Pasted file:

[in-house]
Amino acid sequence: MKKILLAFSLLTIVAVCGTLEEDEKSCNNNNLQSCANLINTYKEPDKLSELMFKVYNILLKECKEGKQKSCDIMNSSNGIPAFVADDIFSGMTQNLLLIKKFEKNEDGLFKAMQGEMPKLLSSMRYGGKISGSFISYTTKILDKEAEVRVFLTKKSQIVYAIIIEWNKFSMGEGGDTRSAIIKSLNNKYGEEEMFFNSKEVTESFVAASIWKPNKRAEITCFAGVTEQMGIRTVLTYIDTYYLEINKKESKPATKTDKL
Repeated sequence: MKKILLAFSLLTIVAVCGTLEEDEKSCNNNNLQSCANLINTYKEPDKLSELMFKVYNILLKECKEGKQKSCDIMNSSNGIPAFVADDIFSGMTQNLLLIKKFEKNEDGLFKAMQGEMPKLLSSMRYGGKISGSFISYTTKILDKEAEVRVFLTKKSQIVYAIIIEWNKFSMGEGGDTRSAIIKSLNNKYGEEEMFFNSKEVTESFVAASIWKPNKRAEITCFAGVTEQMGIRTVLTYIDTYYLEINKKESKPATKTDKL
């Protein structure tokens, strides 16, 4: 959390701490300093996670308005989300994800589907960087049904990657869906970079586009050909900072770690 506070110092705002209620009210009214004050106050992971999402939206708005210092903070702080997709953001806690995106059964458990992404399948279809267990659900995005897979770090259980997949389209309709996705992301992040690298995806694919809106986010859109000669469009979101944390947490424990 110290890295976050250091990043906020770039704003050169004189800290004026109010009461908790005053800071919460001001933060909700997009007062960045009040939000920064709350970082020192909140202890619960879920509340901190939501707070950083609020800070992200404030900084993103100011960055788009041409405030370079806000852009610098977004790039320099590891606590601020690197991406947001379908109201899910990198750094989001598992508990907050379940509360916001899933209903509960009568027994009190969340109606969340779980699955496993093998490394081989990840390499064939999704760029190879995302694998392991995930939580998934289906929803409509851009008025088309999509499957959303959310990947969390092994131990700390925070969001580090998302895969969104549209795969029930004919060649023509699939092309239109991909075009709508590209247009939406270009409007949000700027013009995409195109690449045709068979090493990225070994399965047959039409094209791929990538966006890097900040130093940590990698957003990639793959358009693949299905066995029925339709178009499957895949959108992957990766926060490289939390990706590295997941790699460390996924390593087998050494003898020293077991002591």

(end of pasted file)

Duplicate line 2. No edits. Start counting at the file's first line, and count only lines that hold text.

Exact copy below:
Amino acid sequence: MKKILLAFSLLTIVAVCGTLEEDEKSCNNNNLQSCANLINTYKEPDKLSELMFKVYNILLKECKEGKQKSCDIMNSSNGIPAFVADDIFSGMTQNLLLIKKFEKNEDGLFKAMQGEMPKLLSSMRYGGKISGSFISYTTKILDKEAEVRVFLTKKSQIVYAIIIEWNKFSMGEGGDTRSAIIKSLNNKYGEEEMFFNSKEVTESFVAASIWKPNKRAEITCFAGVTEQMGIRTVLTYIDTYYLEINKKESKPATKTDKL